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NASA's TESS spacecraft may find 1,600 new planets in the next two years

NASA's TESS spacecraft may find 1,600 new planets in the next two years
From Engadget - April 13, 2018

We have a spacecraft that's currently in orbit of the Sun that has a similar job. It's called Kepler, and in the nine years it's been in space, this little satellite has found 2,342 confirmed exoplanets, with 2,245 more candidates that still need to be studied. Thirty of these are confirmed to be within the "habitable zone" of their host star, which is close enough for liquid water to exist on the surface but not so close that the planet is scorched by the star's heat. (It's also called the "Goldilocks" zone, though presumably, there are no bears to be found on these distant worlds).

Kepler's original mission, which was designed to last three and a half years, was to point itself at a single group of stars in the Cygnus-Lyra region. As a result, it constantly monitored the brightness of around 150,000 main-sequence stars using an onboard photometer. By looking at a tiny part of a very big sky, Kepler was able to monitor when the brightness of these stars dimmed even the slightest bit, which signaled that something (like a planet) might be moving in front of it. (This is called transiting). Scientists then analyzed the data that Kepler sent home and were able to confirm its exoplanet discoveries.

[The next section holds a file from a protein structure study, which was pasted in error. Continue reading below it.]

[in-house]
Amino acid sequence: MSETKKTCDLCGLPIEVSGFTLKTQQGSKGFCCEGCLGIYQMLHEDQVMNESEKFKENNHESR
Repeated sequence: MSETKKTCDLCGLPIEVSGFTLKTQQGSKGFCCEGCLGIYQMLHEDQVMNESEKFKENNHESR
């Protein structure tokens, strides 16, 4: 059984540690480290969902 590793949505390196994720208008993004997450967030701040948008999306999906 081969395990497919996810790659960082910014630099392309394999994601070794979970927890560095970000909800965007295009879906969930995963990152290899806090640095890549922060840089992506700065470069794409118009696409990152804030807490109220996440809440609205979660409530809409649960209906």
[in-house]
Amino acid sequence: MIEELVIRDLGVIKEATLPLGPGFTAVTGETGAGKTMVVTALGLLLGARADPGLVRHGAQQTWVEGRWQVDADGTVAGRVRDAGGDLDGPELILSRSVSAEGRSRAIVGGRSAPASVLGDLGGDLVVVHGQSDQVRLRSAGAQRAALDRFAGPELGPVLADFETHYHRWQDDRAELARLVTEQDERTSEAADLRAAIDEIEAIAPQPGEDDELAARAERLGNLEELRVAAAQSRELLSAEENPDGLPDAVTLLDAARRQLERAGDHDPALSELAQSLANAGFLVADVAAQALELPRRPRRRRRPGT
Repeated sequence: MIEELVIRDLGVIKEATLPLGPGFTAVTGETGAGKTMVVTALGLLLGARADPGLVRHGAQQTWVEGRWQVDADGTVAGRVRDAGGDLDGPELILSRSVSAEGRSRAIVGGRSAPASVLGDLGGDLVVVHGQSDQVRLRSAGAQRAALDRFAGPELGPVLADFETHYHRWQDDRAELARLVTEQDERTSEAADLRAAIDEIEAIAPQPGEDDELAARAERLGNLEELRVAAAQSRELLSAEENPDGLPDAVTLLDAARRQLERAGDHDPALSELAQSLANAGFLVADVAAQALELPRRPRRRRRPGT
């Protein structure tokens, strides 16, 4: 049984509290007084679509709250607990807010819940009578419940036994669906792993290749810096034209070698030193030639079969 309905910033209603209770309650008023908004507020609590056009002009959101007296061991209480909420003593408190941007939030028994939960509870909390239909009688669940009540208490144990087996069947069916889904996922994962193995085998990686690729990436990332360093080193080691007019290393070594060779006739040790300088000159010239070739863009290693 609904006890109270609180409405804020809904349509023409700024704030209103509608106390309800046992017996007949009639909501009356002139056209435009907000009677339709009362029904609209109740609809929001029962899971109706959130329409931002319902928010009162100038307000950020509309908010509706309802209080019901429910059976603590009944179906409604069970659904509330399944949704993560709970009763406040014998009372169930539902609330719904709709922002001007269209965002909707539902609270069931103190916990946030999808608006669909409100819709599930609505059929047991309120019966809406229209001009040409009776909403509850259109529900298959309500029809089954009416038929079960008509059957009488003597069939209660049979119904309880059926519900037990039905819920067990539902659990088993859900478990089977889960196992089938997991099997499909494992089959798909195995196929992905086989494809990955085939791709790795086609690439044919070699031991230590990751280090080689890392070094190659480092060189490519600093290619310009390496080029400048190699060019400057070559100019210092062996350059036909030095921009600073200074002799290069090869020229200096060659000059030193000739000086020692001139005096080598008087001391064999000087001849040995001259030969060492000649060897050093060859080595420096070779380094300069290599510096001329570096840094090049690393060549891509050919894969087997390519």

Thanks to Kepler, we know that exoplanets are incredibly common in our galaxy -- scientists have discovered that there are actually 1.6 planets for every star in the Milky Way. Before Kepler, we did not know much about these planets at all.

But, armed with the knowledge that Kepler has given us, it's time for a new planet-hunting spacecraft that can apply what we have learned and expand it to new discoveries. And none too soon: Kepler is low on fuel and will become just another piece of space junk soon. It's time for TESS to take on the fight. (And if the idea of a hard-working spacecraft slowly dying out in the cold vastness of space, struggling to reorient itself towards Earth one last time to send back word of its discoveries makes you weepy, know that you are not the only one.)

TESS will operate differently than Kepler did. We do not need to know whether there are exoplanets out there anymore. Now, we want to know more about the distant worlds we do find. That's hard with Kepler's data because so many of its discoveries are far away -- too far to really glean most details about these planets. That's where TESS comes in.

A SpaceX Falcon 9 rocket will carry TESS into space, launching from Cape Canaveral Air Force Station's Launch Complex 40 in Florida. The brief launch window opens at 6:32 PM. Unlike Kepler, TESS will actually be in an elongated orbit of the Earth, with an orbital period of 13.7 days. After launch, the closest it will ever come to Earth is 67,000 miles, which will keep it outside the hazards of the Van Allen radiation belts. During its two-year mission (which will probably be extended if the spacecraft works properly), TESS will study over 200,000 stars.

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